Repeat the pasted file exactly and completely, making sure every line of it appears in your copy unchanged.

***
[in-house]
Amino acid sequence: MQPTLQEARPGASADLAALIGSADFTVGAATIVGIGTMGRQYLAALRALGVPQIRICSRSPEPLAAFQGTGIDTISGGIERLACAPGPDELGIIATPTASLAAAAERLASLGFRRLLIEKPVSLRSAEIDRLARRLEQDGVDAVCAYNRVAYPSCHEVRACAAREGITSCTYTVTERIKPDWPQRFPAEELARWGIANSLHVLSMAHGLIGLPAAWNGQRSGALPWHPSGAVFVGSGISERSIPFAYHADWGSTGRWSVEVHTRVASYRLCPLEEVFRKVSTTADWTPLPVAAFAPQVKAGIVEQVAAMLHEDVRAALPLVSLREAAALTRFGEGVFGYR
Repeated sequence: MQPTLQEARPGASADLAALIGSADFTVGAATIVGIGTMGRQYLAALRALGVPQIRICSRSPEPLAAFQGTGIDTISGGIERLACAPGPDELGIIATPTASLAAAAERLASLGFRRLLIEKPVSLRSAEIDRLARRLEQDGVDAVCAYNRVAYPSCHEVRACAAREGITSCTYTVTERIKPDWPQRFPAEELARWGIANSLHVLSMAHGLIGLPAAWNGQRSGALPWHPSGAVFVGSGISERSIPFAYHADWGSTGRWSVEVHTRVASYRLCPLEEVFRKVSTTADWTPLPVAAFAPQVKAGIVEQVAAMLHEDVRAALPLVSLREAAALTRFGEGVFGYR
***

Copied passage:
[in-house]
Amino acid sequence: MQPTLQEARPGASADLAALIGSADFTVGAATIVGIGTMGRQYLAALRALGVPQIRICSRSPEPLAAFQGTGIDTISGGIERLACAPGPDELGIIATPTASLAAAAERLASLGFRRLLIEKPVSLRSAEIDRLARRLEQDGVDAVCAYNRVAYPSCHEVRACAAREGITSCTYTVTERIKPDWPQRFPAEELARWGIANSLHVLSMAHGLIGLPAAWNGQRSGALPWHPSGAVFVGSGISERSIPFAYHADWGSTGRWSVEVHTRVASYRLCPLEEVFRKVSTTADWTPLPVAAFAPQVKAGIVEQVAAMLHEDVRAALPLVSLREAAALTRFGEGVFGYR
Repeated sequence: MQPTLQEARPGASADLAALIGSADFTVGAATIVGIGTMGRQYLAALRALGVPQIRICSRSPEPLAAFQGTGIDTISGGIERLACAPGPDELGIIATPTASLAAAAERLASLGFRRLLIEKPVSLRSAEIDRLARRLEQDGVDAVCAYNRVAYPSCHEVRACAAREGITSCTYTVTERIKPDWPQRFPAEELARWGIANSLHVLSMAHGLIGLPAAWNGQRSGALPWHPSGAVFVGSGISERSIPFAYHADWGSTGRWSVEVHTRVASYRLCPLEEVFRKVSTTADWTPLPVAAFAPQVKAGIVEQVAAMLHEDVRAALPLVSLREAAALTRFGEGVFGYR